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Holding leads no easy task for Penguins, Blue Jackets

by Craig Merz

COLUMBUS -- The Pittsburgh Penguins and Columbus Blue Jackets won't shy away from trying to score first or take a two-goal lead in Game 4, even though those situations seem cursed. Pittsburgh holds a 2-1 edge in the Eastern Conference First Round best-of-7 series that seems uncommon by Stanley Cup Playoff standards.

Columbus has twice scored the first goal and increased its lead to 3-1 before losing Game 1 and Game 3 by 4-3 scores. The Penguins scored first and led 3-1 in Game 2 but lost 4-3 in double overtime for the Blue Jackets' first playoff win in franchise history.

So what can be expected Wednesday in Game 4 at Nationwide Arena (7 p.m. ET; NBCSN, CBC, RDS, FS-O, ROOT)?

"A 3-1 lead is good. I'll take a 3-1 lead any day in the playoffs," Columbus left wing Matt Calvert said. "It's kind of an interesting series. The team with the 3-1 lead seems to lose it. We've got to treat it like any regular-season game. Whether we're up or trailing, we have to keep fighting."

Even though the Penguins have twice victimized the Blue Jackets, including overcoming a two-goal deficit in Game 3 on Monday by scoring three times in the third period, they sense no lead is safe.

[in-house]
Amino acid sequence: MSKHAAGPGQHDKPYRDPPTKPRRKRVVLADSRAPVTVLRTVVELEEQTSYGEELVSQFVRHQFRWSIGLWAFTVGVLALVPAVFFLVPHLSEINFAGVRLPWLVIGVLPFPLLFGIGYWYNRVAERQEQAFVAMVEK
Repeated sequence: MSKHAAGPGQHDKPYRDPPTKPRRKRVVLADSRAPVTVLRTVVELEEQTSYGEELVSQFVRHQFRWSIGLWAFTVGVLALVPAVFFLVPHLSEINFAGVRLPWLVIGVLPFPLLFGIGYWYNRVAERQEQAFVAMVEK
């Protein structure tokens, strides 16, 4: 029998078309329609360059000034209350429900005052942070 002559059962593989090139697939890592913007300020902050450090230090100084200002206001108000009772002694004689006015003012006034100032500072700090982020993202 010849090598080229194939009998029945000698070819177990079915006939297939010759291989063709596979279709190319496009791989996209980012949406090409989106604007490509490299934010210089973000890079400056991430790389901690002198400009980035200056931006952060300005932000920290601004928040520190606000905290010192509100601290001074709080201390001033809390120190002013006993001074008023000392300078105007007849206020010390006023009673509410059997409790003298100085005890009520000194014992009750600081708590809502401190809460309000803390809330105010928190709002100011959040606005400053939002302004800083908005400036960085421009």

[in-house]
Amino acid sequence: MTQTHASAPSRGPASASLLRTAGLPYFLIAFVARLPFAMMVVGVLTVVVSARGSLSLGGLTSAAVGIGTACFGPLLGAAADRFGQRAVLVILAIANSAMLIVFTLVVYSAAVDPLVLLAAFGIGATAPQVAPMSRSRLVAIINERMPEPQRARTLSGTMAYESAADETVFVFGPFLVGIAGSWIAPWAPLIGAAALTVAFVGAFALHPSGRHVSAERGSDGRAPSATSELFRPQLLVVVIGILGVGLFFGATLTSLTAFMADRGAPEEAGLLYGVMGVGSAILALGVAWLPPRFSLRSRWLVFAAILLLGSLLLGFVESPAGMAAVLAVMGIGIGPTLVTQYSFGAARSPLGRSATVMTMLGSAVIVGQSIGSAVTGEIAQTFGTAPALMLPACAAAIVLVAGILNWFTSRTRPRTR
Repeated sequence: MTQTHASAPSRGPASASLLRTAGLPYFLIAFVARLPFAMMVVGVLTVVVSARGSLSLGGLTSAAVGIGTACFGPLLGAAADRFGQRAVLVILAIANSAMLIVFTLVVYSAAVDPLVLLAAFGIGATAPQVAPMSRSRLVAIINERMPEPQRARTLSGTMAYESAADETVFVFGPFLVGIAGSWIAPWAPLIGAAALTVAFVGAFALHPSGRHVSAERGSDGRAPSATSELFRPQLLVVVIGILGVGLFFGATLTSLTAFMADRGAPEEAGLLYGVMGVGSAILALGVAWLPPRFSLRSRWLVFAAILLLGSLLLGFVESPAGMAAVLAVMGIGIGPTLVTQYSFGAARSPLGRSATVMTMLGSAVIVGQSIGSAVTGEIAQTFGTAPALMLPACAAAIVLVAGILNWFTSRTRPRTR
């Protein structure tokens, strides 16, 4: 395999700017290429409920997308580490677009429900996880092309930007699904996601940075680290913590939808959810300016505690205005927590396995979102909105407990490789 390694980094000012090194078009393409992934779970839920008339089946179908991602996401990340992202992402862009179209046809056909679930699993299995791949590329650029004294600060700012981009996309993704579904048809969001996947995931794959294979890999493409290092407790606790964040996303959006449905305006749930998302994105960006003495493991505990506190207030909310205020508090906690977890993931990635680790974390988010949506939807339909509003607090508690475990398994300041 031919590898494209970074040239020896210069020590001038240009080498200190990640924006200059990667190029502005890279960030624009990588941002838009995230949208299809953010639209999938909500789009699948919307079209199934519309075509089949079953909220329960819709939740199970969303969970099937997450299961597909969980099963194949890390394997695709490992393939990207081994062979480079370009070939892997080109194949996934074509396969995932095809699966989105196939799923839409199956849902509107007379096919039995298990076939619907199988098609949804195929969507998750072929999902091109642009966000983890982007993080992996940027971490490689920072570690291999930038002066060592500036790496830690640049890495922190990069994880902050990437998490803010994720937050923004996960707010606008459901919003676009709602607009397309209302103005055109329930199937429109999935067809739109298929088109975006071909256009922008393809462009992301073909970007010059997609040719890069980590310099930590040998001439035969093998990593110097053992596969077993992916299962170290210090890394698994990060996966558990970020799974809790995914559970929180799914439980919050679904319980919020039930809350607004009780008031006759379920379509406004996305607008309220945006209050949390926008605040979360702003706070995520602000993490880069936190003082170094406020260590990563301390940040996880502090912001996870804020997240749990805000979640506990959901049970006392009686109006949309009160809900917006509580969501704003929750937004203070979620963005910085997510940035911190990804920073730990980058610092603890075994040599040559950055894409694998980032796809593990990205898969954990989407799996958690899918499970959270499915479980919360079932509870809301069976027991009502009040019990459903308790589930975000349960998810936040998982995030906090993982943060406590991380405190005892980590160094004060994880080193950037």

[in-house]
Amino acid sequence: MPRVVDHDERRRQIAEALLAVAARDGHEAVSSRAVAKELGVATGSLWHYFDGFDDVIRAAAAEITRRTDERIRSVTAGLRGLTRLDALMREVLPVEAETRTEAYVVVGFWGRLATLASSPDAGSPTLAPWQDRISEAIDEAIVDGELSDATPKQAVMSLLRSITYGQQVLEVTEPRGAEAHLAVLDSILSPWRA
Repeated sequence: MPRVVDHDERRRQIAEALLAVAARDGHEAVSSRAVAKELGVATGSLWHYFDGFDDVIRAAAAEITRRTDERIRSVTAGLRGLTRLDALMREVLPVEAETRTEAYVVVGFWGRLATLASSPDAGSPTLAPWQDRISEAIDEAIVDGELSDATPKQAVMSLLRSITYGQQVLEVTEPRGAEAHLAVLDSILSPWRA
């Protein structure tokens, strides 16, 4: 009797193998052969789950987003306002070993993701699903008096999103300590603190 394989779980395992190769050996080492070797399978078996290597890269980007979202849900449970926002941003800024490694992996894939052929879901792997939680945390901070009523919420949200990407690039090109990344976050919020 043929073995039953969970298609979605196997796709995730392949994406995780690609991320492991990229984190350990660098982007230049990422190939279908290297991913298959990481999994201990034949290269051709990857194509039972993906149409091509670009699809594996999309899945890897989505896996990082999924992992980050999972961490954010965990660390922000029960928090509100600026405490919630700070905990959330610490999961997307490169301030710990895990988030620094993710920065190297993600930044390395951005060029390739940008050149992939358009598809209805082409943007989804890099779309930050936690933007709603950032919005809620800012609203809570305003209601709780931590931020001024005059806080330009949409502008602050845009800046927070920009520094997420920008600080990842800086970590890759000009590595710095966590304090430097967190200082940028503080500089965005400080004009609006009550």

"It's an emotional series," Penguins center Joe Vitale said. "There's going to be shifts throughout. You've just got to hang with it, stay even keel and not get too high or low.

"It's kind of a fun thing, because whether you're up 3-1 or down 3-1, you know you're never out of the game. It's definitely fun to the end. Hopefully we'll get the lead [Wednesday] and keep the lead."

The Blue Jackets were up 2-0 in the first 3:18 Monday but had to kill three penalties to end the first period and another at the start of the second, which hurt their momentum.

"We're a four-line team, then to take all those consecutive minors takes a lot of our players out of the game," Blue Jackets center Mark Letestu said. "We can't take undisciplined penalties. We have to be smarter."

The Penguins were scoreless on six power plays in Game 3 but did some damage to the Blue Jackets.

"Our power play did a great job getting momentum, getting shots and putting pressure on their goalie," Vitale said.

Columbus has killed 12 straight shorthanded situations the past two games but knows it is living on the edge, especially considering the Penguins have no goals in the series from forwards Sidney Crosby, Evgeni Malkin, James Neal and Chris Kunitz.

"It doesn't matter whether they've been cold or they've been hot; they're dangerous whenever they get out on the ice," Blue Jackets coach Todd Richards said. "That's the way we're approaching it."

The key could be how well Columbus contains Pittsburgh's stars. Or it might be something simpler.

"The team that figures it out first how to finish out a two-goal lead is probably going to have the better of the series," Letestu said.

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